This Pan-American Advanced Studies Institutes (PASI) award, jointly supported by the NSF and the Department of Energy (DOE), will take place during April 16-25, 2012 at the Universidad de la RepÃºblica and the Institut Pasteur in Montevideo, Uruguay. Organized by Dr. Michael S. Levine and Dr. Ida Chow from the Society for Developmental Biology (SDB) in Bethesda, Maryland, the institute will focus on a systems biology approach to understand the mechanisms of organismal evolution. This PASI is part of a collaborative program between the SDB and the Latin American Society for Developmental Biology (LASDB) to train junior scientists on integrating bioinformatics and systems biology approaches with traditional experimentation to further our understanding of evolutionary processes.
The increased sophistication of computational methods, whole-genome analysis, and high-resolution imaging technologies provide concrete opportunities for cross-disciplinary approaches to elucidate the mechanisms of Darwinian evolution. Using these cutting edge tools and innovative approaches on different model and indigenous organisms, this PASI will contribute to the training of future scientists in the Americas. Participants with different backgrounds?from computer and mathematical sciences to biology and chemistry?who are interested in evolutionary biology will be considered and the most qualified will be selected, with care to maintain diversity on training, research themes and background within the student population. Participants will stay on (April 26-29) to attend the 6th International Meeting of the LASDB, where they will be able to present their own work to a larger international audience.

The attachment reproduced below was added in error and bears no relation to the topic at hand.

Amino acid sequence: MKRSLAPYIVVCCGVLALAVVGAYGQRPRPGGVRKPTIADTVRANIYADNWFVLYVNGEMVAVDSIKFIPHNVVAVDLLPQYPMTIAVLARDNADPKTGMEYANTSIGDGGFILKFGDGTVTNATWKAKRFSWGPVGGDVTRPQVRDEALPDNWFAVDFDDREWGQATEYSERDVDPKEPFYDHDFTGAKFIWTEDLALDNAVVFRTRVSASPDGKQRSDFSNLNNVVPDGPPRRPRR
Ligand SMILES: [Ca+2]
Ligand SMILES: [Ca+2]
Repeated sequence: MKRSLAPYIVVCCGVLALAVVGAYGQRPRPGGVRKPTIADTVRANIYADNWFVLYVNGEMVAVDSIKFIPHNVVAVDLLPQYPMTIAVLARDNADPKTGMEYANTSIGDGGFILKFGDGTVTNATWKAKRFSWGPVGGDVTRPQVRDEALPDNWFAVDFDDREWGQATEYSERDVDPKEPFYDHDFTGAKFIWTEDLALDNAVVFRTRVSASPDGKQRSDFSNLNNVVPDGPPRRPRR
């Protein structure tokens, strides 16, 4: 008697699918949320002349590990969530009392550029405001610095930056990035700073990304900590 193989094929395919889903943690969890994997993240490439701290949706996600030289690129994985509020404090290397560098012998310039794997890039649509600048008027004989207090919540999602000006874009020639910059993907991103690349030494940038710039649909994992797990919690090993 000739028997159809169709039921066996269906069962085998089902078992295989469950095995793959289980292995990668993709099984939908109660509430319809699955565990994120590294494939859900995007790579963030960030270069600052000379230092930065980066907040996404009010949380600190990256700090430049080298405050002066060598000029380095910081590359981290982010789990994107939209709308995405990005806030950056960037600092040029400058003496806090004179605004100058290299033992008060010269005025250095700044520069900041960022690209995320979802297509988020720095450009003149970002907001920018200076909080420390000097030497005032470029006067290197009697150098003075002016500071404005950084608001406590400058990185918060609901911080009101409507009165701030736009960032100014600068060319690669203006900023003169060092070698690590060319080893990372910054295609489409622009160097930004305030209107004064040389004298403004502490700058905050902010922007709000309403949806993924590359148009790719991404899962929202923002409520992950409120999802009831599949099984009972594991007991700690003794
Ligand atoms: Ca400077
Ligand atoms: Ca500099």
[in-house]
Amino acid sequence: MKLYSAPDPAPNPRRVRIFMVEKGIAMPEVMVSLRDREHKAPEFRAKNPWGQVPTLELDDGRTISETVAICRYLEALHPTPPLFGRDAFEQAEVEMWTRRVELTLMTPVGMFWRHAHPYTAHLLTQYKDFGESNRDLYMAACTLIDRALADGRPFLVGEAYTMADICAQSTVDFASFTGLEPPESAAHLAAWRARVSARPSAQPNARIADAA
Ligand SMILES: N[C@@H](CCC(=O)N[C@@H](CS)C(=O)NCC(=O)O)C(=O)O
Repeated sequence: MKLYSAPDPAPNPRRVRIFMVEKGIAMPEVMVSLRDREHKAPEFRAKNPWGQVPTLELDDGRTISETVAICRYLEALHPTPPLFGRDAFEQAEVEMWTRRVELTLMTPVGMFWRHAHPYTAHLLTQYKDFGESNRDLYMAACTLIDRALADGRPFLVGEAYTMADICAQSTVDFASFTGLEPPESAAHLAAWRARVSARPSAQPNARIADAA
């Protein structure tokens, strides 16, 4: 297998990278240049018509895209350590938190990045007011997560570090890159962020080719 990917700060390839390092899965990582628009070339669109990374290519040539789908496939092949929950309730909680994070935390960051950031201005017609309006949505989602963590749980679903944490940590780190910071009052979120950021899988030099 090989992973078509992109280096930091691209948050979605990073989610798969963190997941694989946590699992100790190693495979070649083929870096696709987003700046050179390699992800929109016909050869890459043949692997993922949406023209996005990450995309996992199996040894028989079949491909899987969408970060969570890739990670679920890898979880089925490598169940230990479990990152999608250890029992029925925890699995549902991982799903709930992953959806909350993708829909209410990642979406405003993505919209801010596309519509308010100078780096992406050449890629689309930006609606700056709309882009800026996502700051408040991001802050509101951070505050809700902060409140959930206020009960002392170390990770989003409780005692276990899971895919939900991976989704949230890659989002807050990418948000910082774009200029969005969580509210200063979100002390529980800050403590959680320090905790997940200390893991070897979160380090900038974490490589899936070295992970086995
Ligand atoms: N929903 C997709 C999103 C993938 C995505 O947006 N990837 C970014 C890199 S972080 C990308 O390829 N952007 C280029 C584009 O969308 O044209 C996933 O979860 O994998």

A Systems Biology Approach to Understanding Mechanisms of Organismal Evolution The Society for Developmental Biology (SDB) is the largest society devoted to this field, with over 2200 members worldwide, including graduate students, postdoctoral fellows and established investigators, many of whom hold NSF grants. SDB has been co-organizing short courses with the Latin American Society for Developmental Biology (LASDB) in South America since 2005, satellite to LASDBâ€™s international meetings. Each of these short courses was held in a different country and institution, and it covered a specific theme with expert co-organizers. Due to the uniqueness of each short course theme and the location it was held, the number of applications varied from two to four times the number of accepted students (30). The 2012 PASI short course A Systems Biology Approach to Understanding Mechanisms of Organismal Evolution was held at the Universidad de la República and Institut Pasteur de Montevideo, Uruguay, April 16-25, 2012. From a pool of 82 applicants 15 students were selected from USA and 15 from Latin American countries, all receiving full financial support, largely from the Pan American Advanced Studies Institute (PASI) Program of the National Science Foundation (NSF). This support was essential to allow students with all levels of financial needs and from different types of institutions to apply to the program, as selection was based on academic qualifications, interests and potential for using what is learned in the course in the studentsâ€™ future careers. We also succeeded in maintaining diversity on training, research themes and background within the student population. The instructors were selected for their research excellence, dynamic teaching approach and willingness to continue collaborative efforts after the course, with students and other instructors. Intellectual Merit The increased sophistication of computational methods, whole-genome analysis, and high-resolution imaging technologies provide concrete opportunities for cross-disciplinary approaches to elucidate the mechanisms of Darwinian evolution. Comparative genome analysis, along with an understanding of the impact of environmental influences and population dynamics, will spur new insights into the mechanisms underlying evolutionary novelty and diversity. However, there is an urgent need to train investigators in the synthesis of these technologies to fully benefit from their use. This innovative and very timely course, currently not available elsewhere, aimed in preparing future scientists in the Americas to use these cutting edge tools to investigate evolutionary processes. Broader Impact In addition to learning the subject matters delivered in a supportive environment of the highest scientific quality, the future independent scientists and educators in biology and related areas had the unique opportunity to acquire first-hand experience on different cultures from daily interaction with their classmates. Throughout the course the students (postdoctoral fellows and graduate students) and instructors had plenty opportunity for mentoring, discussion about role of science in todayâ€™s society. The lectures were open to the campus population and interested citizens in Montevideo, making this an excellent opportunity for outreach to the non-specialists on evolution and science. About 50-100 professors, students and staff from the local institutions attended the lectures as this was a unique opportunity for them to listen to prominent scientists in the special areas covered in the talks. From the post course survey this short course achieved its goals to: - Train enthusiastic young investigators in the Americas to use innovative approaches and different model and indigenous organisms to broaden their knowledge base of evolutionary processes. - Foster a culture of borderless collaboration among senior and junior investigators in mutually supportive alliances for the advancement of our understanding of evolutionary mechanisms. - Provide an open forum for discussion of evolutionary biology issues topical to science policy and education in the participating countries and the Western Hemisphere.